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Kata Tjuta (the Olgas) Visible to the east of Uluru, Kata Tjuta is the traditional aboriginal name for the Olgas and means many heads. Weathered through millions of years, they are now a series of rounded peaks. There are 36 domes in total; the tallest is in fact 200 metres higher than Uluru. Kata Tjuta provides fantastic desert walks through the rich red, iridescent oranges and burnt yellows of Central Australia. Walking trails lead you to a land of colours and textures that you cannot imagine exist, until you experience them for yourself.

Uluru and Kata Tjuta are located in the 1,325 hectare Uluru - Kata Tjuta National Park.

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Equally as fascinating as Uluru, Kings Canyon is rapidly gaining popularity as an essential element of a holiday in the Centre.

Sometimes referred to as Australia's Grand Canyon, what makes visiting Kings Canyon in the Watarrka National Park so rewarding is the incredible range of sights and experiences on offer within such a concentrated area. A breathtaking walk around the rim of the canyon allows you to gaze down in awe at the sandstone chasm plunging 270 metres to the canyon floor. Venture down into the depths of the canyon and you’ll discover luxuriant cycads around the permanent waterhole in the aptly named, Garden of Eden oasis. Kings Canyon can be reached in several ways, and with many specialist tours operating out of Alice Springs, you can sit back and enjoy.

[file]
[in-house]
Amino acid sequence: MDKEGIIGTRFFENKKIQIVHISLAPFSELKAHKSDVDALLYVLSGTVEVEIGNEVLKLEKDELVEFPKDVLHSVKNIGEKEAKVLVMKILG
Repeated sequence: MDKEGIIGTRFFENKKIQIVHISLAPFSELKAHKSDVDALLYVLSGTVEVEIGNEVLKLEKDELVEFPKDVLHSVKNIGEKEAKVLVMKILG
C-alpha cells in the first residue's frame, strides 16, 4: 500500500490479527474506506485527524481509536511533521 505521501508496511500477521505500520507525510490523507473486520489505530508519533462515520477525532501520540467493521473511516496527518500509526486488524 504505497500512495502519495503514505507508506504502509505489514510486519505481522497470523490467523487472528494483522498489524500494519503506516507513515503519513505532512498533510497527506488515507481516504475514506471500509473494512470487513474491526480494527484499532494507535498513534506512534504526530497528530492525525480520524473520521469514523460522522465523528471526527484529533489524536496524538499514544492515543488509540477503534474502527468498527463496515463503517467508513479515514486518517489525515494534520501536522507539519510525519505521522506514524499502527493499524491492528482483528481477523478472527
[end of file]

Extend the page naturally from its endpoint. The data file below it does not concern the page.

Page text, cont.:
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North of Alice

Heading north from Alice Springs along the Stuart Highway there are many places to visit. North of Alice you will find the turn off to the Tanami Desert via the oasis at Tilmouth Well, onto Rabbit Flat and beyond. Journey along the Plenty Highway and visit Gemtree where you can fossick in the rich gem fields where zircon and garnets can be found.

There are many sites along the Stuart Highway as you travel north such as the Tropic of Capricorn, Connor’s Well, Ryan’s Well and Central Mount Stuart (the mathematical heart of Australia). Stop at one of the Wayside Inns and enjoy a drink with the locals. Wonder at the Anmatjere Man on the hill behind Aileron Roadhouse or join in the fun at the Aileron Bush Weekend or Harts Range Bush Weekend held annually. Why not stop over and enjoy all that Central Australia has to offer.

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Tennant Creek - The Barkly Region

Devils Marbles Barkly Region: Spinifex